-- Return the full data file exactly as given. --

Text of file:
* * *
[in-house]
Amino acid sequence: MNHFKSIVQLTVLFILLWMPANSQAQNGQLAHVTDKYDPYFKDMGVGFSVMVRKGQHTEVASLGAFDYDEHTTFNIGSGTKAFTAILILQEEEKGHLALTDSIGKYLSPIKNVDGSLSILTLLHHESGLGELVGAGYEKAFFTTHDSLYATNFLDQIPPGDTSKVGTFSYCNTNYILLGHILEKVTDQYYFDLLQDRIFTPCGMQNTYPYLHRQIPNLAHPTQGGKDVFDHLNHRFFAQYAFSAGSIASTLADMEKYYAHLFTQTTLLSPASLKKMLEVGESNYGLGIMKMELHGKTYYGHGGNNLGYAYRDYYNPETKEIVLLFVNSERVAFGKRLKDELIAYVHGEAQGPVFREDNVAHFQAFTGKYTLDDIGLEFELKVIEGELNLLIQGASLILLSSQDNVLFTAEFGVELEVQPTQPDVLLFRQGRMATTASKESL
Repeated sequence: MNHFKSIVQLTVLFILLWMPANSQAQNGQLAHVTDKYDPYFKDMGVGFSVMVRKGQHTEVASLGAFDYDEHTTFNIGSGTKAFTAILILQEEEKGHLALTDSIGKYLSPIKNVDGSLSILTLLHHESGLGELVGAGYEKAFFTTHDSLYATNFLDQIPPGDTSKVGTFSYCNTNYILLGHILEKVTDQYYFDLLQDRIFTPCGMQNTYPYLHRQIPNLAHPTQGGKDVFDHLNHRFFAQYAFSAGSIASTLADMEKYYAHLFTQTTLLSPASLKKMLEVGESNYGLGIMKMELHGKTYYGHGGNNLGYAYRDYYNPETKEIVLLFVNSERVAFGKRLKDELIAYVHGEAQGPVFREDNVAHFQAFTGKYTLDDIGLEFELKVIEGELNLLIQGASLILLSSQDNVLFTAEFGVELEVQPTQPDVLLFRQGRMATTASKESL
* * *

[in-house]
Amino acid sequence: MNHFKSIVQLTVLFILLWMPANSQAQNGQLAHVTDKYDPYFKDMGVGFSVMVRKGQHTEVASLGAFDYDEHTTFNIGSGTKAFTAILILQEEEKGHLALTDSIGKYLSPIKNVDGSLSILTLLHHESGLGELVGAGYEKAFFTTHDSLYATNFLDQIPPGDTSKVGTFSYCNTNYILLGHILEKVTDQYYFDLLQDRIFTPCGMQNTYPYLHRQIPNLAHPTQGGKDVFDHLNHRFFAQYAFSAGSIASTLADMEKYYAHLFTQTTLLSPASLKKMLEVGESNYGLGIMKMELHGKTYYGHGGNNLGYAYRDYYNPETKEIVLLFVNSERVAFGKRLKDELIAYVHGEAQGPVFREDNVAHFQAFTGKYTLDDIGLEFELKVIEGELNLLIQGASLILLSSQDNVLFTAEFGVELEVQPTQPDVLLFRQGRMATTASKESL
Repeated sequence: MNHFKSIVQLTVLFILLWMPANSQAQNGQLAHVTDKYDPYFKDMGVGFSVMVRKGQHTEVASLGAFDYDEHTTFNIGSGTKAFTAILILQEEEKGHLALTDSIGKYLSPIKNVDGSLSILTLLHHESGLGELVGAGYEKAFFTTHDSLYATNFLDQIPPGDTSKVGTFSYCNTNYILLGHILEKVTDQYYFDLLQDRIFTPCGMQNTYPYLHRQIPNLAHPTQGGKDVFDHLNHRFFAQYAFSAGSIASTLADMEKYYAHLFTQTTLLSPASLKKMLEVGESNYGLGIMKMELHGKTYYGHGGNNLGYAYRDYYNPETKEIVLLFVNSERVAFGKRLKDELIAYVHGEAQGPVFREDNVAHFQAFTGKYTLDDIGLEFELKVIEGELNLLIQGASLILLSSQDNVLFTAEFGVELEVQPTQPDVLLFRQGRMATTASKESL